Area Forecast Discussion
Issued by NWS Portland, ME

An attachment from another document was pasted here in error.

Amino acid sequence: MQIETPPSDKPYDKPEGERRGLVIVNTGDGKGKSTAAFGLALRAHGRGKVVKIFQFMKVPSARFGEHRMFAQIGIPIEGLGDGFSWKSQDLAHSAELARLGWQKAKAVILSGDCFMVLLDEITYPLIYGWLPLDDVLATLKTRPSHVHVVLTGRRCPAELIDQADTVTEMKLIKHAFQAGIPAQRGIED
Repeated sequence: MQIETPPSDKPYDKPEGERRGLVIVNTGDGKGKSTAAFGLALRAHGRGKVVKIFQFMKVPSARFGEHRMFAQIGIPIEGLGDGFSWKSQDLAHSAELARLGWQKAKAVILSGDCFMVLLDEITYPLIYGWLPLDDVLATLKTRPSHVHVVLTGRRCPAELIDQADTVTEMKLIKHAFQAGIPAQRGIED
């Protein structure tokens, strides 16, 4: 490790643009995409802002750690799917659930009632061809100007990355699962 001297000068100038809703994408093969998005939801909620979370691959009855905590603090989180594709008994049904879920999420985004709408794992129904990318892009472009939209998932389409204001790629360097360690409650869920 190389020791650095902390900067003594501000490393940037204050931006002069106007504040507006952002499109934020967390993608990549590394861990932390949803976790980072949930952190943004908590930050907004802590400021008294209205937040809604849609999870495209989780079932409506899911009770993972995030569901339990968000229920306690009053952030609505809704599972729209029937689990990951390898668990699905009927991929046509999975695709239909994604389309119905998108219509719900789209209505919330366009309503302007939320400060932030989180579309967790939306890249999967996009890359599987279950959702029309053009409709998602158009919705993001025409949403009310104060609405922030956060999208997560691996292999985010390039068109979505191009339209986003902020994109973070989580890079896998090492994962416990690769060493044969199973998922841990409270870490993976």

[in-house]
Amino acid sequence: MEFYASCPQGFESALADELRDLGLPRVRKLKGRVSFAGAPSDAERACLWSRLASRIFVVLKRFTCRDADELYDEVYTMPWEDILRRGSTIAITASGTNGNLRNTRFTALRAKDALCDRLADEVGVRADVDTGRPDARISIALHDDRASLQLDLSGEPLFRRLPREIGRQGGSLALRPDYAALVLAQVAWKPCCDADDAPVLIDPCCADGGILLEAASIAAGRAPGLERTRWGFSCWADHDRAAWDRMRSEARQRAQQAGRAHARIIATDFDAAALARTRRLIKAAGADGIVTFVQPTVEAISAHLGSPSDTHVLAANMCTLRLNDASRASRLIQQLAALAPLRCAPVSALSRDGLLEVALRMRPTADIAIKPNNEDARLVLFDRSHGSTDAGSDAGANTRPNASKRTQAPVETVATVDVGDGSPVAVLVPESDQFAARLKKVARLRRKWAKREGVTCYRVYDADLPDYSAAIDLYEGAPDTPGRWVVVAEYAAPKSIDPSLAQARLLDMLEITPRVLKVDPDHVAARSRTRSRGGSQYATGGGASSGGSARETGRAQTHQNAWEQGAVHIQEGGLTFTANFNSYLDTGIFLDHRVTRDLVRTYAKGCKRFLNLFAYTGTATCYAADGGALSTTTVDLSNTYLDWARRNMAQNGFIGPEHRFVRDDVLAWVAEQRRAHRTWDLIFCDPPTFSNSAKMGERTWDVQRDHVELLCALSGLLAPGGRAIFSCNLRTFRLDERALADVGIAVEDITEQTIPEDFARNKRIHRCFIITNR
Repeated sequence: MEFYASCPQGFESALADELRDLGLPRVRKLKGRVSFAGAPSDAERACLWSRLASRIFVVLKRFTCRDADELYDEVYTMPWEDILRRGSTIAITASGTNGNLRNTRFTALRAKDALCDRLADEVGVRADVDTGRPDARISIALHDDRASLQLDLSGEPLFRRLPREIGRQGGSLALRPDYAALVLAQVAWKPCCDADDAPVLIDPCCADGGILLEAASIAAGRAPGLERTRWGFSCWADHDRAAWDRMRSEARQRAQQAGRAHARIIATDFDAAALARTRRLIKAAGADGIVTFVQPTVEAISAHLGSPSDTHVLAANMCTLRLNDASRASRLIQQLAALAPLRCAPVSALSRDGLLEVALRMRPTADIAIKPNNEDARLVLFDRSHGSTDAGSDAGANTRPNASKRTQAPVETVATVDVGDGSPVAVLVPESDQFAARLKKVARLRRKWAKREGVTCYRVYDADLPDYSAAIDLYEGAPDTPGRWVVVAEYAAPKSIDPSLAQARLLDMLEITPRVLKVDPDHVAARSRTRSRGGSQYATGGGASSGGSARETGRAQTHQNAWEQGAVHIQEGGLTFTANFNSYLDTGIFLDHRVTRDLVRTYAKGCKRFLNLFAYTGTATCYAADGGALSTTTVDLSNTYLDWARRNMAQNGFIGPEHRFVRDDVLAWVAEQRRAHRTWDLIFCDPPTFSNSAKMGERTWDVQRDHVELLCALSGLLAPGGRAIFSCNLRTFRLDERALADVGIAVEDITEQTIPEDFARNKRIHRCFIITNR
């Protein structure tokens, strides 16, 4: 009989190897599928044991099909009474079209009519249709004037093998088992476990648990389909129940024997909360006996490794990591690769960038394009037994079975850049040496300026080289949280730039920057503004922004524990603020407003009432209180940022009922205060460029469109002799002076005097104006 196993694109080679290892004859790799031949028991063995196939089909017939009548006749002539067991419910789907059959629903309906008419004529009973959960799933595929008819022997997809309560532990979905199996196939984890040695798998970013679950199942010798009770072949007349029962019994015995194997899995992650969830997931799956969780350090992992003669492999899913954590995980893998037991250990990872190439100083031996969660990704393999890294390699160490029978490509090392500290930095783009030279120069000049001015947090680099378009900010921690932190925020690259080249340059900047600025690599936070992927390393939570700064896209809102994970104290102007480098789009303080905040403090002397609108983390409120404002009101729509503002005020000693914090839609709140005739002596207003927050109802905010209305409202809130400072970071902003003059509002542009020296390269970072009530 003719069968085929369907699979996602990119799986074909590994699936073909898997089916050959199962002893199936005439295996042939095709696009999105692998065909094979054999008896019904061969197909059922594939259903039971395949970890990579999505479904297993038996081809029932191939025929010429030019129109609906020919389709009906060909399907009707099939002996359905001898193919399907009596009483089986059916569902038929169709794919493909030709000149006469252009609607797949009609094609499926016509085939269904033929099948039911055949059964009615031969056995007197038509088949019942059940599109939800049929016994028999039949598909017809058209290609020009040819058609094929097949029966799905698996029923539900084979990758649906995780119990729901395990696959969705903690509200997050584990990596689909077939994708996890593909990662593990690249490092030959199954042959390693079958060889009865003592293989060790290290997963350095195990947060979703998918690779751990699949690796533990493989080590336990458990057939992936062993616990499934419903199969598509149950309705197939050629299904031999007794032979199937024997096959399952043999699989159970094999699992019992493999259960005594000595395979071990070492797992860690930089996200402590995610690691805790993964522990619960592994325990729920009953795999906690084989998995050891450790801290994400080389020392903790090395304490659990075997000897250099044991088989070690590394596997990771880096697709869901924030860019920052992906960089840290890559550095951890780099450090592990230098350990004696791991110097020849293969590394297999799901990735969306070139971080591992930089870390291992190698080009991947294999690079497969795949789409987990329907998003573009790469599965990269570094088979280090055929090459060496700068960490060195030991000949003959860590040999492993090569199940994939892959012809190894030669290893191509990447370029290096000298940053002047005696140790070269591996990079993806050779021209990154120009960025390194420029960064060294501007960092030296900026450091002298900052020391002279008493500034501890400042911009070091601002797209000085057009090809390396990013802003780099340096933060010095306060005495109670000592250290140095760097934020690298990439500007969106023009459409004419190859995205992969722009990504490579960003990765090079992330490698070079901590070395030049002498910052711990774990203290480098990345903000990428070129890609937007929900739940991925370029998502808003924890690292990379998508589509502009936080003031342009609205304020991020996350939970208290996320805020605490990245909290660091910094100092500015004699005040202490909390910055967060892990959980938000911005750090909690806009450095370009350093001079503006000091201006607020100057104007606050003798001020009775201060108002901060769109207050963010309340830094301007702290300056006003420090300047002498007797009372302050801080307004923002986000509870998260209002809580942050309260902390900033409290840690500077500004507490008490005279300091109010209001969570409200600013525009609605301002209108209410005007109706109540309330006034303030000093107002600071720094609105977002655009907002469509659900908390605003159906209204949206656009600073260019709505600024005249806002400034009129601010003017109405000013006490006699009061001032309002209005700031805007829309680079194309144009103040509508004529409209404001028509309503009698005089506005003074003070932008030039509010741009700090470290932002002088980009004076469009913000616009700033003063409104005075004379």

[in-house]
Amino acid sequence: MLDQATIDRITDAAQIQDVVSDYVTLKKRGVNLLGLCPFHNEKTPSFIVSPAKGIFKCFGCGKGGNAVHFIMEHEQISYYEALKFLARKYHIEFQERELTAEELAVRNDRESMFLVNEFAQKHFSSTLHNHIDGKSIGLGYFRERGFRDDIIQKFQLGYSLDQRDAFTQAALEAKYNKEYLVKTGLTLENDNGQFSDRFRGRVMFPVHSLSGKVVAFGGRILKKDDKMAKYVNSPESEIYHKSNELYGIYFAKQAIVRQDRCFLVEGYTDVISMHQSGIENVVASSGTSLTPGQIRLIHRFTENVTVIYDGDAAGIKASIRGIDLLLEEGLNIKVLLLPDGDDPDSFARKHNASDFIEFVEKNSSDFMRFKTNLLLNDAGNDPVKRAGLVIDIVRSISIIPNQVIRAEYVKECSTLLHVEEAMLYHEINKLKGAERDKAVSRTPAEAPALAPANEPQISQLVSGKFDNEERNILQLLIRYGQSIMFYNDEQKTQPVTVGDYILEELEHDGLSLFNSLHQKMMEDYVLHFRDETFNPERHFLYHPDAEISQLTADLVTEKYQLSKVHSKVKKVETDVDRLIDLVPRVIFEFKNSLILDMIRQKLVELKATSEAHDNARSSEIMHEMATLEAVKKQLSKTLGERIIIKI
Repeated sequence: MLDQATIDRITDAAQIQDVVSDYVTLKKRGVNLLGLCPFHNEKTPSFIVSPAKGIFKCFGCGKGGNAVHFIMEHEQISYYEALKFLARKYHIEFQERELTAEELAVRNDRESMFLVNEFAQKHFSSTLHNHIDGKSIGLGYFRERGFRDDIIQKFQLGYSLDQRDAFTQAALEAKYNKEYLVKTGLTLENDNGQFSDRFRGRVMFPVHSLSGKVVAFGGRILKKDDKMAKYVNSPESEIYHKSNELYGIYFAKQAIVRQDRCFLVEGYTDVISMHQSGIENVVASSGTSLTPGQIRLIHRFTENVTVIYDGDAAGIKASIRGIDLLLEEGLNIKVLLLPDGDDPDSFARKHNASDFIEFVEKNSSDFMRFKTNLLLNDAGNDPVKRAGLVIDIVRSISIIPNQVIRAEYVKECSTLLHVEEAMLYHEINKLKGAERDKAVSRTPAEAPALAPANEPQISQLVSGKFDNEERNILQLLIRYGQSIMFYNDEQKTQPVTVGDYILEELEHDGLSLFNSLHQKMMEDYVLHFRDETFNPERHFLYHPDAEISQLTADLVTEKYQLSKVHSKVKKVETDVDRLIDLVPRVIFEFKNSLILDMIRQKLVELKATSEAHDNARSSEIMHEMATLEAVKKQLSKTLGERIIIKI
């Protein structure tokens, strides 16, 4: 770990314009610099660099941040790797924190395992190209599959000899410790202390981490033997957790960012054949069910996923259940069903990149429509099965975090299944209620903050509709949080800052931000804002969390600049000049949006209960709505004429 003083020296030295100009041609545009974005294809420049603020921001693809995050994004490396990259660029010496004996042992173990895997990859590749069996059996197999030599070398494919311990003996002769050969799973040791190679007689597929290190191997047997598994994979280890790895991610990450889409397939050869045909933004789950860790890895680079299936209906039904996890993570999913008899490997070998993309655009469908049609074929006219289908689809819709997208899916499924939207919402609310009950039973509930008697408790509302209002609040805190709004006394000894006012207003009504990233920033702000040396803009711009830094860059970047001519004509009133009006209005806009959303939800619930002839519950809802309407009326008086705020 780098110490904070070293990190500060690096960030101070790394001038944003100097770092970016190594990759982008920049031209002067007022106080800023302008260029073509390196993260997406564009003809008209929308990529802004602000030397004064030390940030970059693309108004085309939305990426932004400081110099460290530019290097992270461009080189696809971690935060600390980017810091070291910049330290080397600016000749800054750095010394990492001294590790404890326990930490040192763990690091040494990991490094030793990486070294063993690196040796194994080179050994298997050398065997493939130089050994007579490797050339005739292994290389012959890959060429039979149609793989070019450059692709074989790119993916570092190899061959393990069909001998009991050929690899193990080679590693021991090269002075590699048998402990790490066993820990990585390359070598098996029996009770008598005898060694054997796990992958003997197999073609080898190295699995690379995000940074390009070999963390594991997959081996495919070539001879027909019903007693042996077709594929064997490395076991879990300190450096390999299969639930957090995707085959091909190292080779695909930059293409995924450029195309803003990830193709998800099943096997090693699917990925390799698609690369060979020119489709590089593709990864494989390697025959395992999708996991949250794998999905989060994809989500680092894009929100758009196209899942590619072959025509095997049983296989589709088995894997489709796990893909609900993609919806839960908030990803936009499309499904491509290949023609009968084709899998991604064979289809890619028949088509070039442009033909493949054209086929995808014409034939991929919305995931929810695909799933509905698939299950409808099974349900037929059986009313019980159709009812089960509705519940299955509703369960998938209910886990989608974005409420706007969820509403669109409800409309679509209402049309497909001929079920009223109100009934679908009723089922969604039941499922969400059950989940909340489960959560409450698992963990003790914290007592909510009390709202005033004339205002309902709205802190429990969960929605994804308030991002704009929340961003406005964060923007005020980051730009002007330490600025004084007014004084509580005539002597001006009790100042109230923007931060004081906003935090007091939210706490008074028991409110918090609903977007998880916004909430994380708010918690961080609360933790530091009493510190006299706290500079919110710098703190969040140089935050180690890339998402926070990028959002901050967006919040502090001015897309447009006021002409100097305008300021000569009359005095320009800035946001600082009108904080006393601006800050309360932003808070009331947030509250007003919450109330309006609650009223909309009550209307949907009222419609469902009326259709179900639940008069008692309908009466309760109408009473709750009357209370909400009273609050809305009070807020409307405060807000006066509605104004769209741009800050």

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000 FXUS61 KGYX 271344 AFDGYX Area Forecast Discussion National Weather Service Gray ME 844 AM EST Mon Feb 27 2017 .SYNOPSIS... Low pressure will pass north of the region today allowing somewhat warmer temperatures to stream in from the south and west. A weak cold front pushes south but will weaken and stall over the region before moving north Wednesday as a warm front. Much warmer temperatures arrive behind this warm front on Wednesday, but they will not last long. A cold front moves through Wednesday night with much colder air arriving behind it and lasting through the weekend. && .NEAR TERM /UNTIL 6 PM THIS EVENING/... 843am Update...Quick update this morning to account for current temperature trends. Forecast package remains largely intact except for a few very minor tweaks. 650 AM Update... Only minor changes to the forecast early this morning. Sun and a dry airmass in place will allow for quick warming today. Previous discussion... Water vapor imagery shows broad zonal flow over the region with a few clouds affecting the Connecticut River Valley and northern zones as a frontal system approaches the international border. Light rain and snow showers will develop today mainly over just the northern third of the region. QPF amounts will be light but there could be some light accumulations. Westerly winds will help boost temperatures into the mid to upper 50s south with mid to upper 40s for the foothills. Across the mountains cloud cover will keep readings near 40. && .SHORT TERM /6 PM THIS EVENING THROUGH 6 PM TUESDAY/... We will have some lingering cloud cover across the north tonight with the boundary stalling in the area. This could keep the odd shower in the region overnight but forcing for ascent will be weak and without daytime heating not expecting much to come of it. Again we are looking at very warm weather for Tuesday. Showers will begin over southern NH and coastal Maine in the late afternoon as a warm front lifts north. Any measurable precipitation amounts will arrive after sunset. && .LONG TERM /TUESDAY NIGHT THROUGH SUNDAY/... We will see quite the topsy-turvy temperature trend this week as our region will be within an active zone of the Westerlies caught in between impressive warmth to the south and building cold to the north. The temperatures will reach its peak on hump day before taking a tumble Thursday into the weekend. Temperature differences across this time period could be 50 degrees or more. It all begins with a warm front lifting north across the area Tuesday night into Wednesday morning. Ahead of this front expect some cold air damming in an east-southeast pressure gradient. Although this will be a briefly dammed flow, temperatures in the cold sector ahead of the warm front are not all that cold. So even in the cold air dammed areas, temperatures may be near or just above freezing. Warm advection precipitation will begin Tuesday night and spread north as the warm front lifts across the area. It is possible that some areas of northern New Hampshire and interior western Maine could see a brief period of freezing rain if temperatures can drop to around the freezing point before the warm front lifts through overnight. If this does occur any icing will be very light and temporary as temperatures quickly warm well above freezing by Wednesday morning behind the warm front. Very warm air venting from the southern portion of the continent will stream north into the area behind the warm front on Wednesday. We will again see 850 MB temperatures near +10C which, if mixed fully to the surface, would translate to temperatures in the 70s. There is some uncertainty as to whether any of our area will see full mixing as there may be a fair amount of cloud cover. Low level winds will have more of an onshore component to them across Maine which should temper the warmth there a bit. But it does appear likely that we will see a break in the precipitation and possibly a few breaks in the cloud cover as well on Wednesday as the warm front lifts well to the north and the cold front presses eastward through the Great Lakes. Some of the models (ex. GFS) paint QPF across the entire Northeast for a full 24 hours as subtle features advance through the southwesterly flow, but this may be a bit unrealistic. A solution more similar to the NAM seems more likely with precipitation focused along and ahead of the warm front Wednesday morning and then along and ahead of the cold front Wednesday evening. In between there will be a period of southwesterly flow which will promote better mixing especially over southeastern New Hampshire. This is where the best chance exists to see 70 degrees. It is worth noting that Concord still had 10 inches of snow on the ground as of yesterday morning, but this snow depth will have very little effect on temperatures during this period especially considering the majority of this warmth is achieved through advection/mixing of the warm air venting out of the southern half of the country. The record high temperature on Wednesday, March 1 in Concord is 65 degrees and this will be in jeopardy. A cold front will swing east out of the Great Lakes and into New England Wednesday night. Expect a chance of showers as this moves through, and considering how deep we will be in the warm sector it is possible that there could be a few thunderstorms as the front moves through. Temperatures will come crashing down behind the front, falling through the 40s by Thursday morning. High temperatures on Thursday may occur in the morning hours as cold advection will be strong all day. This cold advection will allow for efficient mixing of stronger winds aloft down toward the surface with gusts to 35 mph possible. Cold air should last into the weekend, with most of the area seeing at least two full days below freezing. A weak impulse will move around the back side of the upper trough through southern New England on Friday. Models disagree on the placement of this feature, but there is an outside chance it could provide a quick shot of snowfall as it moves by. The coldest day will be Saturday before a warm up begins again on Sunday. && .AVIATION /14Z MONDAY THROUGH FRIDAY/... Short Term...Expect VFR conditions throughout the period. Gusty westerly flow will allow winds to gust to around 20-25 kts at all terminals before diminishing tonight. Long Term...IFR conditions will be possible Tuesday night as a warm front moves through bringing light rain and low clouds. Should see mostly VFR conditions during the day Wednesday before showers and a possible thunderstorm move through Wednesday evening ahead of a cold front. Winds behind the front on Thursday could gust to 30KT. && .MARINE... Short Term...SCA has been expanded to go ahead and include the bays as opposed to later since seas are increasing this morning. Winds diminish tonight but seas remain high so will leave the end time this evening so it can be converted to a Small Craft for Hazardous Seas if desired. Long Term...Southwesterly flow behind a warm front on Wednesday could reach advisory levels. A cold front crossing the waters Wednesday night into Thursday morning will bring cold advection and gale force northwest winds on Thursday. && .HYDROLOGY... The flood watch has been cancelled as almost all rivers have crested and the flooding potential has diminished. Warmer temperatures today may start ice moving again so we will continue to monitor it closely. More warm temperatures this week could cause another round of snow melt allowing any remnant ice on the rivers to start moving again. This will increase the chance of flooding especially on Wednesday into early Thursday. Colder weather arriving late in the week should cut off the snow melt and allow river levels to recede again. && .GYX WATCHES/WARNINGS/ADVISORIES... ME...None. NH...None. MARINE...Small Craft Advisory until 7 PM EST this evening for ANZ150>154. && $$ Pohl